It seems to me that laying this groundwork is necessary before we go on to consider specific proposals such as the establishment of an independent U.S. art foundation to undertake operating programs, as provided in the Javits-Clark bill.
Once we develop the basic guidelines we can then study alternative programs and choose the one that will effectively promote the full development of our performing arts.
(2) America is proud of her performing artists, and I believe that their frequent appearances overseas contribute greatly to an increased understanding of this Nation and the culture it represents.
As you know, the prestige which the President's special international program for cultural presentations has enjoyed in the past 5 years has been of tremendous importance in building and strengthening the image of America abroad.
I would certainly support an expansion of this program to assure that our performing arts are broadly represented in as many nations as possible. For example, I think we might have an American dramatic repertory company, an American ballet troupe, and an American symphony orchestra, all on tour. These groups would travel to virtually every corner of the world.
At present, however, we are not sending abroad as many of our artists as we would like. In the free world, there are more than 250 cities with large populations - more than 200,000 people each - which we should try to reach at least once a year.
My trip to the Soviet Union last year strengthened my belief that we should also increase both our cultural and person-to-person exchange programs with the Iron Curtain countries, as well as with those nations outside the Communist bloc areas.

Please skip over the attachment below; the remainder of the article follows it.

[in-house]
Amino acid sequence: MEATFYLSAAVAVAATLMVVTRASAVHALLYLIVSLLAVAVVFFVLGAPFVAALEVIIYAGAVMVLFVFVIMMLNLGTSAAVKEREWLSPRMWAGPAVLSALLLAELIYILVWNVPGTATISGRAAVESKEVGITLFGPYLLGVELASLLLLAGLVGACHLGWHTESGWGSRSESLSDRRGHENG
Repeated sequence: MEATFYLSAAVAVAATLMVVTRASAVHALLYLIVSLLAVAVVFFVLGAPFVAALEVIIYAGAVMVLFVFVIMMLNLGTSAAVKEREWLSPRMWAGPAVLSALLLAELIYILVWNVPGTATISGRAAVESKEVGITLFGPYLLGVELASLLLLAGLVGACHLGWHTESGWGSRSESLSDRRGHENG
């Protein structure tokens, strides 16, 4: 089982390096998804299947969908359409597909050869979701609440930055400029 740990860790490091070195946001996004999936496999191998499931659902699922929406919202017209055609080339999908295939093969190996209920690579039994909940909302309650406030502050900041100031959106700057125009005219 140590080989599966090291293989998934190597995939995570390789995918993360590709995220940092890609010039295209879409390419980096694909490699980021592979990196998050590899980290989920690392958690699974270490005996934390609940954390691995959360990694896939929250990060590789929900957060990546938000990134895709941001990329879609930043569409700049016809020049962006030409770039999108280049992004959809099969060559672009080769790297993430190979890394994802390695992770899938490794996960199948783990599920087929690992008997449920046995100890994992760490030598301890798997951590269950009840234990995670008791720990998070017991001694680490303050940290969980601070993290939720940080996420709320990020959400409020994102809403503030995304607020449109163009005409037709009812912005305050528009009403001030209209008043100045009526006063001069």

We certainly cannot lose by continuing or expanding these exchanges with the Soviet Union and other Communist countries. We could stand to gain much. It seems to me that these people may increase their pressures for greater freedom from oppressive controls as they become better acquainted with the aspects of a richer and freer life through direct contacts with Western culture and civilization. The Communists challenge us to compete, and we welcome that challenge. Our answer is that we can match them in artistic excellence, or for that matter, in any field they want to choose.
(3) The merits of this proposal, of course, would need to be weighed against the increased administrative costs and the loss of revenue to the Treasury which it might involve.
The present administration has recognized, in part, the equity of relief for taxpayers who experience sharp variations in income from year to year by support of legislation permitting a 3-year loss "carryback" and a 5-year loss "carryforward."
In deciding whether or not this principle should be extended to permit tax averaging, we must remember that if such relief were given to artists, it should be extended to all taxpayers with the same problem.
This might well put a heavy burden on both the Government and the taxpayer in that the tax for a given year would have to be recalculated again and again.
This aspect, plus the possible revenue losses resulting from tax averaging, would have to be carefully studied before we could make a firm decision about the proposal. Generally, I would say that if the burdens to the taxpayers and the Internal Revenue Service are shown to be excessive, I would oppose such a change in our tax laws. If a close study of its effects proves otherwise, and if its adoption would not interfere with more urgently needed tax reforms, then I think it could be favorably considered.